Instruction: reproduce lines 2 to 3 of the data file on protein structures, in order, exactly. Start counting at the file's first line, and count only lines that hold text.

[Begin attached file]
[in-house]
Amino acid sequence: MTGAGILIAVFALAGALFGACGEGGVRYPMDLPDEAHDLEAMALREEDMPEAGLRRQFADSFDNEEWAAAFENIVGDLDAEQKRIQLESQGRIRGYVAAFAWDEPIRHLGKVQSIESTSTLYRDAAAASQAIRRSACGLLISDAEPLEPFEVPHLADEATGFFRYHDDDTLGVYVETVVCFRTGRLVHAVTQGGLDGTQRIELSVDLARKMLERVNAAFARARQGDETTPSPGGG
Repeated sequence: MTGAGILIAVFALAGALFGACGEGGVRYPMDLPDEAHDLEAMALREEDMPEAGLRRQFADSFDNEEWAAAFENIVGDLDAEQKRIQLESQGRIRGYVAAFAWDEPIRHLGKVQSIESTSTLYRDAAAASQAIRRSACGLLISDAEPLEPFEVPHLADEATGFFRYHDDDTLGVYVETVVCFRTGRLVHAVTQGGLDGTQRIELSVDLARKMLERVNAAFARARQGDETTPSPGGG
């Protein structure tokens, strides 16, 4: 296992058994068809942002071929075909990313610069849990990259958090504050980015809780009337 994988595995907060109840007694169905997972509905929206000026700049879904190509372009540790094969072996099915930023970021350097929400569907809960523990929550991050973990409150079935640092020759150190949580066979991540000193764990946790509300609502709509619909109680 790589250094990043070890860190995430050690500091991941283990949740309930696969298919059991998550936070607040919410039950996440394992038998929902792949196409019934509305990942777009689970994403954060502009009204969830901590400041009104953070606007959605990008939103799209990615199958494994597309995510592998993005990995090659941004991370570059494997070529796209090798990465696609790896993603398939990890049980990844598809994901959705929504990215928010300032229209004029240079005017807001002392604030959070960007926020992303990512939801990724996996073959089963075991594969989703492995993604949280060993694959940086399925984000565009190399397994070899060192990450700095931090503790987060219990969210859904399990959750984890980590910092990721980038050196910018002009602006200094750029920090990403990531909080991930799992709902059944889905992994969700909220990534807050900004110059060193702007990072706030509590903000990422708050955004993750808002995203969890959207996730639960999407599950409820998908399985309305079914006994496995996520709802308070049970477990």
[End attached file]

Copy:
Amino acid sequence: MTGAGILIAVFALAGALFGACGEGGVRYPMDLPDEAHDLEAMALREEDMPEAGLRRQFADSFDNEEWAAAFENIVGDLDAEQKRIQLESQGRIRGYVAAFAWDEPIRHLGKVQSIESTSTLYRDAAAASQAIRRSACGLLISDAEPLEPFEVPHLADEATGFFRYHDDDTLGVYVETVVCFRTGRLVHAVTQGGLDGTQRIELSVDLARKMLERVNAAFARARQGDETTPSPGGG
Repeated sequence: MTGAGILIAVFALAGALFGACGEGGVRYPMDLPDEAHDLEAMALREEDMPEAGLRRQFADSFDNEEWAAAFENIVGDLDAEQKRIQLESQGRIRGYVAAFAWDEPIRHLGKVQSIESTSTLYRDAAAASQAIRRSACGLLISDAEPLEPFEVPHLADEATGFFRYHDDDTLGVYVETVVCFRTGRLVHAVTQGGLDGTQRIELSVDLARKMLERVNAAFARARQGDETTPSPGGG